I need to compare whether two objects have the same data in python, but some types don't support ==. Can I make pkl files out of both of them and then compare the byte data? If that doesn't work, is there some way to compare their byte data (say we don't know if we're dealing with two tuples that may contain different data types, lists, matrices, dataframes, etc)? Writing a comparison function that has different cases based on whether we're looking at tuples that contain matrices, dataframes, etc, seems very messy.

3 Answers 3


It's not even guaranteed that two objects that compare equal with == pickle the same:

>>> x = (1,)
>>> y = (x, x)
>>> z = ((1,), (1,))
>>> y == z
>>> pickle.dumps(y) == pickle.dumps(z)
>>> {-1, -2} == {-2, -1}
>>> pickle.dumps({-1, -2}) == pickle.dumps({-2, -1})

Serializing objects to compare their serialized forms is not a workable general-purpose equality comparison. If you want to define your own concept of equality, writing your own equality comparison function is probably your best bet.


If the object doesn't implement __eq__, then it's probably not valid to do an equals comparison.

If you have some way of defining if they are equal, simply define your own comparison method that looks at the attributes of the two objects and returns true if they are equal. I.E.:

 def cmp(obj_a, obj_b):
     return a.att1 == b.att1 and a.att2 == b.att2 ... etc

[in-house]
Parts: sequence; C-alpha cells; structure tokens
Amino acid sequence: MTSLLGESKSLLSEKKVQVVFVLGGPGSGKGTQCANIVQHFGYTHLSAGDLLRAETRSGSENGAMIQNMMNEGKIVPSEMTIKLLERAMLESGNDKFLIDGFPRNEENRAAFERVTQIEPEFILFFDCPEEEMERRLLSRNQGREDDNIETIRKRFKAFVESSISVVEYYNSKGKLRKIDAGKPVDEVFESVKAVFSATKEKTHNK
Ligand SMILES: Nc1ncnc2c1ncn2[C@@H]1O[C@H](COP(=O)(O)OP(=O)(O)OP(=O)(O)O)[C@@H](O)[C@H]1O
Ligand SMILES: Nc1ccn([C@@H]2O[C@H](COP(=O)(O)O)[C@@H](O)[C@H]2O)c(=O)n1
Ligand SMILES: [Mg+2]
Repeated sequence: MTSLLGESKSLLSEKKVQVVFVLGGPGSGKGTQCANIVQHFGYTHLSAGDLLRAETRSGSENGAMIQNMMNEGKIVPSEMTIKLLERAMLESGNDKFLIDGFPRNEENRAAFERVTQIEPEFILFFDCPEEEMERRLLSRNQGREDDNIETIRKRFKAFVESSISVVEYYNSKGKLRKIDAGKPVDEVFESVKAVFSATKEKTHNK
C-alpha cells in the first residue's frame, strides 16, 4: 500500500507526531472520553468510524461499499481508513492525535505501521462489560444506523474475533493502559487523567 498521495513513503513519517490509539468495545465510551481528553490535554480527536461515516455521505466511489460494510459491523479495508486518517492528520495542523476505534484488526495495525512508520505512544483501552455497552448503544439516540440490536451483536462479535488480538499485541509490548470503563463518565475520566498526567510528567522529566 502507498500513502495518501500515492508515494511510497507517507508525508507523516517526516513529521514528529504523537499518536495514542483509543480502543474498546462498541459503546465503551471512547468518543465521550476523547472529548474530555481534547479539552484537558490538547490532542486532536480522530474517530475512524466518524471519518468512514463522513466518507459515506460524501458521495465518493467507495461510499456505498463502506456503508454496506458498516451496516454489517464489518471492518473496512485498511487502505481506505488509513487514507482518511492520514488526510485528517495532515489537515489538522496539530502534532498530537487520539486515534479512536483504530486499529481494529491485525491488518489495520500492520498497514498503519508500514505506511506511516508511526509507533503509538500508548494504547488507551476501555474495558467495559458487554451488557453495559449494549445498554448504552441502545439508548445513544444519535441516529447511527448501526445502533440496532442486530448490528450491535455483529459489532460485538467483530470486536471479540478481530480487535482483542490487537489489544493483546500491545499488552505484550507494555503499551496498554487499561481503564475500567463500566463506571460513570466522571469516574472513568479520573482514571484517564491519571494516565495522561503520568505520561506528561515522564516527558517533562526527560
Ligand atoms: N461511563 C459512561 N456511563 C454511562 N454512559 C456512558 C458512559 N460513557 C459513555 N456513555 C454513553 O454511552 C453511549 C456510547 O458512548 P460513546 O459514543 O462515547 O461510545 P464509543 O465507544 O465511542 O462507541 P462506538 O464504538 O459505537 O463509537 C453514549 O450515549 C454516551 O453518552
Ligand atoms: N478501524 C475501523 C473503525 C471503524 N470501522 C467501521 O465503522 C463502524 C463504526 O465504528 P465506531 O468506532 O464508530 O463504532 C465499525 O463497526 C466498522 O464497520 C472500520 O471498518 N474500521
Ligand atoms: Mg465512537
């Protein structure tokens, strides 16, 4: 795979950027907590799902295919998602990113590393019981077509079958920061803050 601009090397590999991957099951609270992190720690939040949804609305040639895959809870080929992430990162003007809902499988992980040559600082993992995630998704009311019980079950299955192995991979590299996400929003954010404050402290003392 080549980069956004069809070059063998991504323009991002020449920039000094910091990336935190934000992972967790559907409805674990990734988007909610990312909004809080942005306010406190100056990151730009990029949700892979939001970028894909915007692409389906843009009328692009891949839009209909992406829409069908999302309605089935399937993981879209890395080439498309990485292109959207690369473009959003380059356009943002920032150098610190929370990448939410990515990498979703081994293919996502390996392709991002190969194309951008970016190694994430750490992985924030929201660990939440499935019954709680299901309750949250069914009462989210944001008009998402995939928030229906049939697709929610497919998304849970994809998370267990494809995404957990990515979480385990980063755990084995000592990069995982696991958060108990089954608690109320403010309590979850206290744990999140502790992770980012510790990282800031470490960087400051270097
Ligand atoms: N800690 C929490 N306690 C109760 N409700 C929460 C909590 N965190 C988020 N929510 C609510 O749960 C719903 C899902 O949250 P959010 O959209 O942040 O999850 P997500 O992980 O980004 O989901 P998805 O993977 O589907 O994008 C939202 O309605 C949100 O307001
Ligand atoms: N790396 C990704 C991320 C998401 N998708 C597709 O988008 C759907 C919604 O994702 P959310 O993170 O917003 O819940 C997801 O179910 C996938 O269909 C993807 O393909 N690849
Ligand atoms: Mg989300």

With respect to Pickle, it makes no guarantees about the contents of its raw data, only that if you unpickle it it will result in the same object.


There is a good module called File Compare that I've used a few times. I'm not really a programming whiz so I don't want to give you some wack advice. In my limited experience with this sort of application, the python module works well roughly 90% of the time. Here is the code I used:

  injury_compare =  filecmp.cmp('/Users/MacBookPro15/injuryc', '/Users/MacBookPro15/injury")

  print "injury files are %s" % inury_compare

The compare returns a true/false, but I also think there is something in the module that returns a "+" for a different line so you could also work with that. Basically, if you get a "+" returned the files are different. I could also recommend using the bash/linux utility hexdump which shows you the low level bytes in a pretty spartan bull illustrative fashion. It's simple too....hexdump file1. Even For someone like me who lacks even a modicum of understanding regarding what hexdump outputs, one can still discern some patterns even without knowing exactly what the bytes actually mean.There is also a difference function in bash/linux which I think you run accordingly (not 100 percent sure but it sounds familiar): diff file1 file2

Sorry I can't articulate some of the finer points but I hope something there helps. Good Luck!

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